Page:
FM vs. IM

Discussion in 'Clinical Rotations' started by Charlie, Dec 26, 2001.

  1. Charlie

    Charlie Senior Member
    10+ Year Member

    Jan 5, 1999
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    Could someone please compare and contrast the scopes of practice found in family medicine and general internal medicine. I guess I am asking are there things that one can do and the other cannot.


  2. UHS2002

    UHS2002 Senior Member
    10+ Year Member

    Jan 11, 1999
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    In general office practice, both have similar scopes of practice, with the following exceptions:

    - Family physicians see patients from newborn to geriatrics, while internists will see only late adolescents to geriatrics. No peds in IM. You always know that the screaming kid down the hall is NOT your next patient...

    - Many family physicians will do obstetrics, in addition to office gyn and, depending on the area of the country they practice, can also have do their own c-sections. Internists will do office gyn but no obstetrics.

    - Internists can work as hospitalists and they usually function with more ease in this environment.

    - Family practice physicians are trained to manage their own critical care patients, but the quality and intensity of this training varies from residency program to residency program. Graduates from programs with very little ICU time often will transfer care of their patients to Critical Care specialists or hospitalists until their patient returns to the regular floor. Internists receive much more in depth critical care training. Because of time constrains, many internists with office based practices don't handle their ICU patients themselves either and many, just like many pediatricians, will transfer care of their patients to hospitalists, even for regular floor patients, when their patients get admitted. By and large, though, internists are much better trained at inpatient care than family physicians.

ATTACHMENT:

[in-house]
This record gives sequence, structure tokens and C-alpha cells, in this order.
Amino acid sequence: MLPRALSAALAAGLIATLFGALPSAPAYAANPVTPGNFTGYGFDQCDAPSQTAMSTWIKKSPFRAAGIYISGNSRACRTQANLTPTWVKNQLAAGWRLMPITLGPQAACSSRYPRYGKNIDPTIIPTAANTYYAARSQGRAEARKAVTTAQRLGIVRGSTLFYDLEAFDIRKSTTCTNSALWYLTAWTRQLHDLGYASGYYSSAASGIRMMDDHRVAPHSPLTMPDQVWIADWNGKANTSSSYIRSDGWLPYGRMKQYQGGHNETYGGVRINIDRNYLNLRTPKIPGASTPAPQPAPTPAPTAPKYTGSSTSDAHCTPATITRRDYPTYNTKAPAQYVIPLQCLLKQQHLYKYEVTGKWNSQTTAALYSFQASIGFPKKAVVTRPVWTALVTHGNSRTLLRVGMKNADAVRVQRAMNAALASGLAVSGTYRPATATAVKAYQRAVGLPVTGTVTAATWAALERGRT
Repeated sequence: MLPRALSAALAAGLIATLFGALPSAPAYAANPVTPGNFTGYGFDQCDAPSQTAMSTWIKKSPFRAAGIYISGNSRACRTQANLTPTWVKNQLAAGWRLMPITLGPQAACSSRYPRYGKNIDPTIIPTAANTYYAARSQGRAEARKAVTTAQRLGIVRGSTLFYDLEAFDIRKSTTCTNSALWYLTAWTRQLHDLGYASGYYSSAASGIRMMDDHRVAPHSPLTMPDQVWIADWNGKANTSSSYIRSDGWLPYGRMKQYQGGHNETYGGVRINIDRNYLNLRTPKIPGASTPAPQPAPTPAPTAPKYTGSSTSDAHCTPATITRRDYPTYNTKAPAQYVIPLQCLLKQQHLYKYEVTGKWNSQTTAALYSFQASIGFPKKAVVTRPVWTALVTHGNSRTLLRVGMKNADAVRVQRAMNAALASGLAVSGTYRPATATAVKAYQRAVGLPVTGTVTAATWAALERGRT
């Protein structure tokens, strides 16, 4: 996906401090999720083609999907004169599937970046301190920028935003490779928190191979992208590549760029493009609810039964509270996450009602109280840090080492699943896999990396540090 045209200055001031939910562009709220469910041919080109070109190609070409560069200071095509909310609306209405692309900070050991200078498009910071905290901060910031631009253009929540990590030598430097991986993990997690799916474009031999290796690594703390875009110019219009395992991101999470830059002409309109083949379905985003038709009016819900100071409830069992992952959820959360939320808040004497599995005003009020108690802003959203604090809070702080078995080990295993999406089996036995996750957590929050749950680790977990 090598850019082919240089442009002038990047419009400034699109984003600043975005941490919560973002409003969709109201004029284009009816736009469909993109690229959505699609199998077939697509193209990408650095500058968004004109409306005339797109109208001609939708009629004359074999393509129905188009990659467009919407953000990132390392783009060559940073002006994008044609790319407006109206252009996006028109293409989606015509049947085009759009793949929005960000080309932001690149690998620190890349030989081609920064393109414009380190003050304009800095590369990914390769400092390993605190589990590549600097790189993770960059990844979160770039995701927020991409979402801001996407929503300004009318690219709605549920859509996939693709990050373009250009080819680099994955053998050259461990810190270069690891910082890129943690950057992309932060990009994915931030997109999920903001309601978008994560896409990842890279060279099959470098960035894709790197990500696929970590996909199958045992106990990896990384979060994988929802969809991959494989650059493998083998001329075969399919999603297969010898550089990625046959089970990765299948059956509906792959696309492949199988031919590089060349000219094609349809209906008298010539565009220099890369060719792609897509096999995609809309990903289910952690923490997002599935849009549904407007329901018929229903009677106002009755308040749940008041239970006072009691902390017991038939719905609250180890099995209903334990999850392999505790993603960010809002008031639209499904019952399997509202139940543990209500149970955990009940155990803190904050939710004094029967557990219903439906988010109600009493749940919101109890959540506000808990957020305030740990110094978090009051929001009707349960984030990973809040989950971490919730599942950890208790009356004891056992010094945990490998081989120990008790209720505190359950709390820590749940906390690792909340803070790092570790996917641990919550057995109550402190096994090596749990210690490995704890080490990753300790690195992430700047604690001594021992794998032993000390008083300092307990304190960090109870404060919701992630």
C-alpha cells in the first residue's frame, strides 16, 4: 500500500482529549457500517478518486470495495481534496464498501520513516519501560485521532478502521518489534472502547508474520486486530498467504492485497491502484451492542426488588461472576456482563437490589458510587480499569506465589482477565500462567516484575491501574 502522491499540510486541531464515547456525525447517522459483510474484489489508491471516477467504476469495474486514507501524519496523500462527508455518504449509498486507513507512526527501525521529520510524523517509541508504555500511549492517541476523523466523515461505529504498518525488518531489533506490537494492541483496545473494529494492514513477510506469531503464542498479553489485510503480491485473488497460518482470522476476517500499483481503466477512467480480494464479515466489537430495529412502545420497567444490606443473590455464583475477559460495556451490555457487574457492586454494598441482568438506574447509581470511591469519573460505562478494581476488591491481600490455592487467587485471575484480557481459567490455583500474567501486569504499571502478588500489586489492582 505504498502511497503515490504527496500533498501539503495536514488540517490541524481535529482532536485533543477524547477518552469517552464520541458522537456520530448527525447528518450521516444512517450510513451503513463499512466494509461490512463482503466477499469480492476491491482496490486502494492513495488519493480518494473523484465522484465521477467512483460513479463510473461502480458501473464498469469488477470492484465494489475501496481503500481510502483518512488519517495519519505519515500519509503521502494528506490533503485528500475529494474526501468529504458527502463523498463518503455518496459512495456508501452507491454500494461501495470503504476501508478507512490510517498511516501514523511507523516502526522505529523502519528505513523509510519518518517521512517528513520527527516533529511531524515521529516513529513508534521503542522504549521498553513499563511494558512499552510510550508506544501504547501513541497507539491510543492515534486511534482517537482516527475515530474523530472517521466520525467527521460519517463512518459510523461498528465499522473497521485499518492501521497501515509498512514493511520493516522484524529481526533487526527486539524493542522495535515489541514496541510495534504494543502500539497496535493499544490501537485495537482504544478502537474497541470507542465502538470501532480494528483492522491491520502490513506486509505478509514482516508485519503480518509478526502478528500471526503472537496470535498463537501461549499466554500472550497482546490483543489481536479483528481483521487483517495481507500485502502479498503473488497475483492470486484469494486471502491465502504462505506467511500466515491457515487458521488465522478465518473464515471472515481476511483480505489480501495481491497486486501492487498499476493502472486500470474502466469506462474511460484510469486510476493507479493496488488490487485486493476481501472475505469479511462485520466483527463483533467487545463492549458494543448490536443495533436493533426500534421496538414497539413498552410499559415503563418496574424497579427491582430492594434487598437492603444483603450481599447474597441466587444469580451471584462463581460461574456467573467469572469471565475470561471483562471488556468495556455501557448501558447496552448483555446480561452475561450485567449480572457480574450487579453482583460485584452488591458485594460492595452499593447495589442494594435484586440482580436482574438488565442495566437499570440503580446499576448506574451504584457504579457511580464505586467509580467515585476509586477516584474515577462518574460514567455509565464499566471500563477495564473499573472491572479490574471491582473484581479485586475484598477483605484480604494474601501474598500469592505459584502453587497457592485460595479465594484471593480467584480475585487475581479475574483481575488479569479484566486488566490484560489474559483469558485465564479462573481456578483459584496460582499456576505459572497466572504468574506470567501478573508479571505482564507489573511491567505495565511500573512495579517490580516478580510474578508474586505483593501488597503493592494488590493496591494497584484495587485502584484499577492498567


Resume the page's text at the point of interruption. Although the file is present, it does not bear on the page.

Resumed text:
-IM is the "portal", so to speak, to subspecialties: GI, cardiology, Hem/Onc, Critical care, etc. So, if you are thinking you would like to specialize, do IM.

    - Although there is a myth that internists are better trained to manage outpatient complex cases, such as pts with several chronic disease, this is more dependet on the quality of the residency program and the graduate. I have observed family practice programs where the residents routinely managed inpatient and outpatient populations with several coexisting chronic conditions, and just as well as any internist. I think FP gets a bad rap here from a handfull of very weak and heavily opposed residency programs where the residents don't get to do/see squat.

    - I have noticed that family physicians seem to be better at office procedures (splinting, suturing, etc) than internists. On the other hand, internists seem to be more comfortable with hospital procedures such as central lines. AGain, this reflects training and numbers done, but noth specialties can do all of these procedures, it just boils down to individual comfort levels.

    To sum it up:
    - if you want to have an office based practice, either FP or IM are fine but:

    - if you don't ever want to deal with obstetrics or peds, do IM.

    - if you love working with hospitalized patients or are thinking of doing a subspecialty, do IM.

    - how much you want to love your 3 years of residency if, from the onset, you are thinking of being an office based general internist??? IM residencies are infamous for the loooooooong rounds, lasting from 8 am to sometimes well into the afternoon (aaargh) and you are going to find yourself spending lots more time in the hospital rather than in clinic. Weigh that against how much you really hate peds and obstetrics, both of which will be plentiful in a FP residency program.

    - personally, if I was going to do IM, I would do my residency at a major academic center. On the other hand, if FP was my thing, I would pick an unopposed community program. This goes along the lines of the points I have just outlined.

    Just a few things off the top of my head.

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